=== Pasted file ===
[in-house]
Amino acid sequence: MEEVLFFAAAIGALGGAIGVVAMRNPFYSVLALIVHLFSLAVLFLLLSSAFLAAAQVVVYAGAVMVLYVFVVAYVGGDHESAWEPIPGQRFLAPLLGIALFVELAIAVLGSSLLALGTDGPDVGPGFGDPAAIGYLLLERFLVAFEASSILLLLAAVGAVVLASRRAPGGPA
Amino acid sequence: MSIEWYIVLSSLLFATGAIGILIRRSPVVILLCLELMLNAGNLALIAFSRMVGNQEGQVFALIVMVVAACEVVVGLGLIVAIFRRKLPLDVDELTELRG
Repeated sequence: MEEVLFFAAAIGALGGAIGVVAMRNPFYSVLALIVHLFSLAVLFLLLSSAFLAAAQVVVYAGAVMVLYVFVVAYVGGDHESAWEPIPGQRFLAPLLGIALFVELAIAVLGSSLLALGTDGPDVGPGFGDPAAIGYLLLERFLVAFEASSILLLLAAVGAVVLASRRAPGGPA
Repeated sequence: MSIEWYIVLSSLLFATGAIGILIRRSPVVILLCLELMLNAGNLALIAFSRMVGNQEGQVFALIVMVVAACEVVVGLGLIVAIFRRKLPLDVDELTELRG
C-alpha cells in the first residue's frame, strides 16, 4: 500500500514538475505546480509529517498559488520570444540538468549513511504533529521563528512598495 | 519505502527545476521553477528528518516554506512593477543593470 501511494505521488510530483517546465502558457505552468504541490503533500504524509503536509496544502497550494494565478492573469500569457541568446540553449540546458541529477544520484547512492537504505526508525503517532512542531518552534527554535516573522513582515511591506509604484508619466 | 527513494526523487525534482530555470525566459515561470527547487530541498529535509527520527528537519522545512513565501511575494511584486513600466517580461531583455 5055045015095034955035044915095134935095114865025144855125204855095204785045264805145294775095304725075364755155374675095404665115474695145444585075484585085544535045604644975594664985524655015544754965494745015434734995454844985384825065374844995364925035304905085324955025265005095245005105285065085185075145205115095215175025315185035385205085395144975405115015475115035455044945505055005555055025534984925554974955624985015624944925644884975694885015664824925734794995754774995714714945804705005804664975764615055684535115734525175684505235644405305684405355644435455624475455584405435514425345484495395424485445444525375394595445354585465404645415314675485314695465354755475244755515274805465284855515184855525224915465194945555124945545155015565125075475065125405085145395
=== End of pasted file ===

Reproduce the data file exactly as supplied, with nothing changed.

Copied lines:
[in-house]
Amino acid sequence: MEEVLFFAAAIGALGGAIGVVAMRNPFYSVLALIVHLFSLAVLFLLLSSAFLAAAQVVVYAGAVMVLYVFVVAYVGGDHESAWEPIPGQRFLAPLLGIALFVELAIAVLGSSLLALGTDGPDVGPGFGDPAAIGYLLLERFLVAFEASSILLLLAAVGAVVLASRRAPGGPA
Amino acid sequence: MSIEWYIVLSSLLFATGAIGILIRRSPVVILLCLELMLNAGNLALIAFSRMVGNQEGQVFALIVMVVAACEVVVGLGLIVAIFRRKLPLDVDELTELRG
Repeated sequence: MEEVLFFAAAIGALGGAIGVVAMRNPFYSVLALIVHLFSLAVLFLLLSSAFLAAAQVVVYAGAVMVLYVFVVAYVGGDHESAWEPIPGQRFLAPLLGIALFVELAIAVLGSSLLALGTDGPDVGPGFGDPAAIGYLLLERFLVAFEASSILLLLAAVGAVVLASRRAPGGPA
Repeated sequence: MSIEWYIVLSSLLFATGAIGILIRRSPVVILLCLELMLNAGNLALIAFSRMVGNQEGQVFALIVMVVAACEVVVGLGLIVAIFRRKLPLDVDELTELRG
C-alpha cells in the first residue's frame, strides 16, 4: 500500500514538475505546480509529517498559488520570444540538468549513511504533529521563528512598495 | 519505502527545476521553477528528518516554506512593477543593470 501511494505521488510530483517546465502558457505552468504541490503533500504524509503536509496544502497550494494565478492573469500569457541568446540553449540546458541529477544520484547512492537504505526508525503517532512542531518552534527554535516573522513582515511591506509604484508619466 | 527513494526523487525534482530555470525566459515561470527547487530541498529535509527520527528537519522545512513565501511575494511584486513600466517580461531583455 5055045015095034955035044915095134935095114865025144855125204855095204785045264805145294775095304725075364755155374675095404665115474695145444585075484585085544535045604644975594664985524655015544754965494745015434734995454844985384825065374844995364925035304905085324955025265005095245005105285065085185075145205115095215175025315185035385205085395144975405115015475115035455044945505055005555055025534984925554974955624985015624944925644884975694885015664824925734794995754774995714714945804705005804664975764615055684535115734525175684505235644405305684405355644435455624475455584405435514425345484495395424485445444525375394595445354585465404645415314675485314695465354755475244755515274805465284855515184855525224915465194945555124945545155015565125075475065125405085145395